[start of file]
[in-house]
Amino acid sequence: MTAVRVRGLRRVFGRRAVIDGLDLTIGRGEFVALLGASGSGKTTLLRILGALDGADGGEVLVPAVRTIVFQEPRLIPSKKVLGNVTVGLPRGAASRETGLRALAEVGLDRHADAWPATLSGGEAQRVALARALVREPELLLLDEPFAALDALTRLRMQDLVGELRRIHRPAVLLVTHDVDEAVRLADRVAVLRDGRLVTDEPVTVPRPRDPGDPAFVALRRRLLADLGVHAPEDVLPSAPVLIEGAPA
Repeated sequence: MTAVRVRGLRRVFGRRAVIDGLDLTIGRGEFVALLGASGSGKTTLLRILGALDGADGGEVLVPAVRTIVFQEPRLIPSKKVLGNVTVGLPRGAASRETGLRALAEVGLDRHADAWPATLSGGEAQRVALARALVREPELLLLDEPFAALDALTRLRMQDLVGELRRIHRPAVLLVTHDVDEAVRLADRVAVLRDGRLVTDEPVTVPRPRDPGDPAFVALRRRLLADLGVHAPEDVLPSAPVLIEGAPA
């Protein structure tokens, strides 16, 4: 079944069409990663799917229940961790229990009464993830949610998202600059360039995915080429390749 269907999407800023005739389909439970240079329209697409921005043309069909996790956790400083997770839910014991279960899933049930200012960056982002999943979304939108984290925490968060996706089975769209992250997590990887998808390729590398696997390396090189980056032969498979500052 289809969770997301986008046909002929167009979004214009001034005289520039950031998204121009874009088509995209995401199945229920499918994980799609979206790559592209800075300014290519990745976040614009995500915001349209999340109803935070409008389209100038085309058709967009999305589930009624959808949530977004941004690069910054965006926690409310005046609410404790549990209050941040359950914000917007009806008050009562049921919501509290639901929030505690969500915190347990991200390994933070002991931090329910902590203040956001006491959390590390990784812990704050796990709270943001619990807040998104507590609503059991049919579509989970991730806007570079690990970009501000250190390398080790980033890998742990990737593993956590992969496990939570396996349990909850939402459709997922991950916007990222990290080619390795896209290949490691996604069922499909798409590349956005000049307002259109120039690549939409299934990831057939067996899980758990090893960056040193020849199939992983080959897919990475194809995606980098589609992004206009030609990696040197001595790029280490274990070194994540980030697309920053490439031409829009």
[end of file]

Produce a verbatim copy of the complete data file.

[in-house]
Amino acid sequence: MTAVRVRGLRRVFGRRAVIDGLDLTIGRGEFVALLGASGSGKTTLLRILGALDGADGGEVLVPAVRTIVFQEPRLIPSKKVLGNVTVGLPRGAASRETGLRALAEVGLDRHADAWPATLSGGEAQRVALARALVREPELLLLDEPFAALDALTRLRMQDLVGELRRIHRPAVLLVTHDVDEAVRLADRVAVLRDGRLVTDEPVTVPRPRDPGDPAFVALRRRLLADLGVHAPEDVLPSAPVLIEGAPA
Repeated sequence: MTAVRVRGLRRVFGRRAVIDGLDLTIGRGEFVALLGASGSGKTTLLRILGALDGADGGEVLVPAVRTIVFQEPRLIPSKKVLGNVTVGLPRGAASRETGLRALAEVGLDRHADAWPATLSGGEAQRVALARALVREPELLLLDEPFAALDALTRLRMQDLVGELRRIHRPAVLLVTHDVDEAVRLADRVAVLRDGRLVTDEPVTVPRPRDPGDPAFVALRRRLLADLGVHAPEDVLPSAPVLIEGAPA
């Protein structure tokens, strides 16, 4: 079944069409990663799917229940961790229990009464993830949610998202600059360039995915080429390749 269907999407800023005739389909439970240079329209697409921005043309069909996790956790400083997770839910014991279960899933049930200012960056982002999943979304939108984290925490968060996706089975769209992250997590990887998808390729590398696997390396090189980056032969498979500052 289809969770997301986008046909002929167009979004214009001034005289520039950031998204121009874009088509995209995401199945229920499918994980799609979206790559592209800075300014290519990745976040614009995500915001349209999340109803935070409008389209100038085309058709967009999305589930009624959808949530977004941004690069910054965006926690409310005046609410404790549990209050941040359950914000917007009806008050009562049921919501509290639901929030505690969500915190347990991200390994933070002991931090329910902590203040956001006491959390590390990784812990704050796990709270943001619990807040998104507590609503059991049919579509989970991730806007570079690990970009501000250190390398080790980033890998742990990737593993956590992969496990939570396996349990909850939402459709997922991950916007990222990290080619390795896209290949490691996604069922499909798409590349956005000049307002259109120039690549939409299934990831057939067996899980758990090893960056040193020849199939992983080959897919990475194809995606980098589609992004206009030609990696040197001595790029280490274990070194994540980030697309920053490439031409829009």